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The Stars of Eighth Grade on Growing Up, the Internet, and Chicken Nuggets

Kayla Day desperately wants to be cool. She makes YouTube videos about “putting yourself out there,” and charts game plans for attracting new friends. Eighth Grade, directed by Bo Burnham, fixes its camera on Kayla in her coolest and most self-conscious moments, giving us a movie our inner tween can celebrate: the awkwardness of a middle-school crush, the anxiety of a pool party, the total embarrassment required to explain to your parents that you aren’t popular. Fifteen-year-old actress Elsie Fisher brings Kayla to life warmly: There’s a sense that Kayla knows her social situation can improve, and probably will, but being 13 can feel pretty hopeless and lonely, no matter how many Instagram followers you have.

In Eighth Grade, Kayla’s growth is documented literally, in the form of a time-capsule box she made years before we meet her. On the eve of her middle-school graduation, she opens the box, which she made when she was in sixth grade. Inside is the detritus of the not-too-distant past: Believe-era Justin Bieber, old movie-ticket stubs and Playbills, and a flash drive loaded with a video where 11-year-old Kayla dreams about the glamorous life 13-year-old Kayla is living. Our hero sighs, looking at the items, which seem foolish and presumptuous in retrospect. Midway through Eighth Grade, she burns the box, crushed that she doesn’t have any of the markers of success — best friends, a cool YouTube, a boyfriend — she thinks she ought to.

In real life, Fisher is chatty and ebullient. “I’ve seen videos of myself at a younger age, like two or three years ago. We don’t talk about her,” she jokes. “Throughout the filming of the movie, I saw myself change a lot. I don’t know. I grew up. I became more mature.”

Her co-star Jake Ryan — who plays Kayla’s eventual friend Gabe in the movie — is quieter, but he knows when to mutter a punch line for maximum effect. Gabe is nerdy and sweet, and a little lonely too. In the film, the pair meet during the movie’s cringeworthy pool-party scene, and share chicken nuggets and Rick and Morty jokes in their second (and extremely cute) scene. “I guess I really like the script because I related to Gabe’s awkwardness and energy,” Jake says. Vulture caught up with the two after the movie’s release to talk about how making Eighth Grade has made them reconsider how they see their parents — and themselves.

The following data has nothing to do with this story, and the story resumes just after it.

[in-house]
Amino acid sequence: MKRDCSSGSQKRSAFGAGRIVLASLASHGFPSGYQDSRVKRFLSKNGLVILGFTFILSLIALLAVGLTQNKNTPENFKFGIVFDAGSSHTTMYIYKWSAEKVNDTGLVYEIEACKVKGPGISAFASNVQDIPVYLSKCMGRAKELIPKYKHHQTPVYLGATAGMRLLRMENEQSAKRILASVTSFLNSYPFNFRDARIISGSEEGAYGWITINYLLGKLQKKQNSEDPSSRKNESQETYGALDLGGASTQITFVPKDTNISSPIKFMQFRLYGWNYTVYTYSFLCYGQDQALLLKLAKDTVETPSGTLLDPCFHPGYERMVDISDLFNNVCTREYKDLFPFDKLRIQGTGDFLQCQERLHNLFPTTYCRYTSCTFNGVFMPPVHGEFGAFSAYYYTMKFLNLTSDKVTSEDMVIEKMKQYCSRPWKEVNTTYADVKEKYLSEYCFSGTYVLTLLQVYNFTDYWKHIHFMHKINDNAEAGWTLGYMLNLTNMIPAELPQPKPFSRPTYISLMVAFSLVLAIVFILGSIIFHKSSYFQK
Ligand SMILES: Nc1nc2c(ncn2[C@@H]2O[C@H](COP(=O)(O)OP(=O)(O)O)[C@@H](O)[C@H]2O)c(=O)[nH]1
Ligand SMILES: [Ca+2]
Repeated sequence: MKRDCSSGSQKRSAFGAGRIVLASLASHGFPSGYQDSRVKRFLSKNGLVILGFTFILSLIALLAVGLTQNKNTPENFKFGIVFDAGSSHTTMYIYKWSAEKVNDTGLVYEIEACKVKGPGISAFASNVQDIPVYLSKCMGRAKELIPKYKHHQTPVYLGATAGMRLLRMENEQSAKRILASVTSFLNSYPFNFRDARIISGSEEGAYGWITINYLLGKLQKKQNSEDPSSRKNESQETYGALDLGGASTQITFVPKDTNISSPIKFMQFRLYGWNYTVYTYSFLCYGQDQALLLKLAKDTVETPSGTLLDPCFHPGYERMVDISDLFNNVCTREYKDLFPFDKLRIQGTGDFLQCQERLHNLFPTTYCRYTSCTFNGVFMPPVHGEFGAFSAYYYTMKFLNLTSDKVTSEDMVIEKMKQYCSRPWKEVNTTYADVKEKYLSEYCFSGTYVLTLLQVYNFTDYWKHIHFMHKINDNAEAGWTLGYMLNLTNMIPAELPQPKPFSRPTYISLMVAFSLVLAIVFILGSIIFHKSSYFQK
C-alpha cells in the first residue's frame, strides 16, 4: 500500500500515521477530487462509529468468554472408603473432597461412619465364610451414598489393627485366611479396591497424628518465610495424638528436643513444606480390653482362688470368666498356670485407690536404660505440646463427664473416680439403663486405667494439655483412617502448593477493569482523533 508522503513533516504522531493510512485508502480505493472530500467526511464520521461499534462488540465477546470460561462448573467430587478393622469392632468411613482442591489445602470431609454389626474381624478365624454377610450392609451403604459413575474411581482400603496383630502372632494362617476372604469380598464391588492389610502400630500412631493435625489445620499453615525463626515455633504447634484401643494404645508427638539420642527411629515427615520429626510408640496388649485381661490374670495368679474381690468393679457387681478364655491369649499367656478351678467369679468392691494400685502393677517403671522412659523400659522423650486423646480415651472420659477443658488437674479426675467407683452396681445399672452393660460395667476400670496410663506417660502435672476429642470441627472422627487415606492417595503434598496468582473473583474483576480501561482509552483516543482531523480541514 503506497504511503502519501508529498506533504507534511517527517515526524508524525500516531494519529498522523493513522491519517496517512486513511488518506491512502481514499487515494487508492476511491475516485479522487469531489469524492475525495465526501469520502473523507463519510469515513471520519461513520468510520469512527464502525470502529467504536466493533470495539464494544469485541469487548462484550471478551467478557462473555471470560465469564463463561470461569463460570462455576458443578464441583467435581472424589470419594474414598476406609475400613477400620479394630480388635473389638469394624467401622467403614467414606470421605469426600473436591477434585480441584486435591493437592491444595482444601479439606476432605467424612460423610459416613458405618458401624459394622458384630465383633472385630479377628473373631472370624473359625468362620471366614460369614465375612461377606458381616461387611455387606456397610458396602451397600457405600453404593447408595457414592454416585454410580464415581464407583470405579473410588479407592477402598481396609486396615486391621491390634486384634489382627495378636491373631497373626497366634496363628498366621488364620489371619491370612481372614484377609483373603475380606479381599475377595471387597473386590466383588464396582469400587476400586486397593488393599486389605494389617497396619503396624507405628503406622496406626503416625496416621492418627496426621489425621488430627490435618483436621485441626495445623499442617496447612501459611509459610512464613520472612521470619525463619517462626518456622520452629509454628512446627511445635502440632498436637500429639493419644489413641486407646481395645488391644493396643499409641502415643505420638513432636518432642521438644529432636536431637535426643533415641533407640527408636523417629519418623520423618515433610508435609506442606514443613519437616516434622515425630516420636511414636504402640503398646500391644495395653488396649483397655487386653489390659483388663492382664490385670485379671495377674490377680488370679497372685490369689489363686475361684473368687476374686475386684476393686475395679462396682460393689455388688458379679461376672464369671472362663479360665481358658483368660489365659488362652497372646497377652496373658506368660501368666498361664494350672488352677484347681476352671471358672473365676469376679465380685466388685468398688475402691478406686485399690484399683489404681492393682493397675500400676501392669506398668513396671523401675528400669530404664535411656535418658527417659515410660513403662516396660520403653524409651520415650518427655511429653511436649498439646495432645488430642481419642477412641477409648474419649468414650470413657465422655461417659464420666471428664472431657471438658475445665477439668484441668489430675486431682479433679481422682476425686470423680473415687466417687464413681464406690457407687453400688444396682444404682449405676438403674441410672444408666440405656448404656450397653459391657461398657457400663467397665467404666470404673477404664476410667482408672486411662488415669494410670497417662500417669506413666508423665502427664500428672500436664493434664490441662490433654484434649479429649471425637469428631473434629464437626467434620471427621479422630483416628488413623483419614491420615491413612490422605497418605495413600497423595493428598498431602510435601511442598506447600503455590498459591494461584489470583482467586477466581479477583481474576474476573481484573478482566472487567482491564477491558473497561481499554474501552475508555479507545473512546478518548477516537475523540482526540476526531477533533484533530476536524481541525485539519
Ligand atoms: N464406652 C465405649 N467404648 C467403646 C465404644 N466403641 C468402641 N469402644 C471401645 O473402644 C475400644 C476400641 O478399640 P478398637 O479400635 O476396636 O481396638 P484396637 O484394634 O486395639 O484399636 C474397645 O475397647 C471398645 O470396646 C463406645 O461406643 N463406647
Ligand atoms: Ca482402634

Let’s start at the beginning: Can you tell me about your auditions?
Fisher: For me, I auditioned quite a while ago. I read the script and I saw the way Kayla talked and that’s something I really related to, as someone who has trouble articulating how I feel. Aside from just the script, I was a huge fan of Bo’s work at the time, so that was very exciting for me. I didn’t get to see the entire script until I actually got the role. So a lot of the draw for me was the way she talked and expressed the way she felt.

I read that Bo would give you script pages the day of filming. Was that how it worked?
Fisher: Yeah, I got to read the whole script one time just because he wanted to make sure we knew what we were doing, and that me and my father were comfortable filming it. I like the way we filmed it actually, how we did one scene, or the scripts, at a time. It just kept it fresh in my brain and let me work more with the character.

What about you, Jake? What made you want to be in Eighth Grade?
Ryan: I related a lot to his awkward energy and stuff like that. The more and more I read the script I was like, Wow, this is a really cool thing. I wish I was a part of this. Then, it happened. It was like, Oh, my God.

Have you both always wanted to be actors?
Fisher: For me, I started very early on in life. I started acting when I was about 5. It wasn’t a decision on my part, although I’m glad I’m acting. I enjoy it so much. I used to live in the mountains in California in this tourist town. It was a very jazzy and artsy town called Idyllwild. My dad was a waiter at a jazz cafe, and I was there one day and there was live music playing, so I just got onstage and started dancing. I think an agent was there or something and they were like, “Your daughter can act.” I started acting from there. It was very exciting being a 5-year-old and working, getting out of school all the time.